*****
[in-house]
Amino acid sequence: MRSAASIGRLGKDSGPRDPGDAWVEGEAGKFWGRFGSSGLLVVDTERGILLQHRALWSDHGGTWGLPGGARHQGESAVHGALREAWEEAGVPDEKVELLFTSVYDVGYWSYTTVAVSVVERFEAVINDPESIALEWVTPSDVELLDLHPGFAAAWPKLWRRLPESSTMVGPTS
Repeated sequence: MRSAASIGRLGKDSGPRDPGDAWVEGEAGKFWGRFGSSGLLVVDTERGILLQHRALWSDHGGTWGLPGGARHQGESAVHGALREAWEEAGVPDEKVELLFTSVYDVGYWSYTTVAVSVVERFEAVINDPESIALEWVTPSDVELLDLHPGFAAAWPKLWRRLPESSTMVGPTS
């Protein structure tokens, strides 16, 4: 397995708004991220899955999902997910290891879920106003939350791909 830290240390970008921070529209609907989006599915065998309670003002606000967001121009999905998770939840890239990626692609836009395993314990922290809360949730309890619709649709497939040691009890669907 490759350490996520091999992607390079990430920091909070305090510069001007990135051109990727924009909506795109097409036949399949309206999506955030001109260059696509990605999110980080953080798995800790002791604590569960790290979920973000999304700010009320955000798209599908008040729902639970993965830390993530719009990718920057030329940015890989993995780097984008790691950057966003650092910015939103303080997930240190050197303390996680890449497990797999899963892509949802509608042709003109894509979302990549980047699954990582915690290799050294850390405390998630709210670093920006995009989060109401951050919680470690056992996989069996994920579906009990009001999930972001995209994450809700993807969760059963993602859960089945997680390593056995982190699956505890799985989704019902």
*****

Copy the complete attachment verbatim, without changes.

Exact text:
[in-house]
Amino acid sequence: MRSAASIGRLGKDSGPRDPGDAWVEGEAGKFWGRFGSSGLLVVDTERGILLQHRALWSDHGGTWGLPGGARHQGESAVHGALREAWEEAGVPDEKVELLFTSVYDVGYWSYTTVAVSVVERFEAVINDPESIALEWVTPSDVELLDLHPGFAAAWPKLWRRLPESSTMVGPTS
Repeated sequence: MRSAASIGRLGKDSGPRDPGDAWVEGEAGKFWGRFGSSGLLVVDTERGILLQHRALWSDHGGTWGLPGGARHQGESAVHGALREAWEEAGVPDEKVELLFTSVYDVGYWSYTTVAVSVVERFEAVINDPESIALEWVTPSDVELLDLHPGFAAAWPKLWRRLPESSTMVGPTS
């Protein structure tokens, strides 16, 4: 397995708004991220899955999902997910290891879920106003939350791909 830290240390970008921070529209609907989006599915065998309670003002606000967001121009999905998770939840890239990626692609836009395993314990922290809360949730309890619709649709497939040691009890669907 490759350490996520091999992607390079990430920091909070305090510069001007990135051109990727924009909506795109097409036949399949309206999506955030001109260059696509990605999110980080953080798995800790002791604590569960790290979920973000999304700010009320955000798209599908008040729902639970993965830390993530719009990718920057030329940015890989993995780097984008790691950057966003650092910015939103303080997930240190050197303390996680890449497990797999899963892509949802509608042709003109894509979302990549980047699954990582915690290799050294850390405390998630709210670093920006995009989060109401951050919680470690056992996989069996994920579906009990009001999930972001995209994450809700993807969760059963993602859960089945997680390593056995982190699956505890799985989704019902």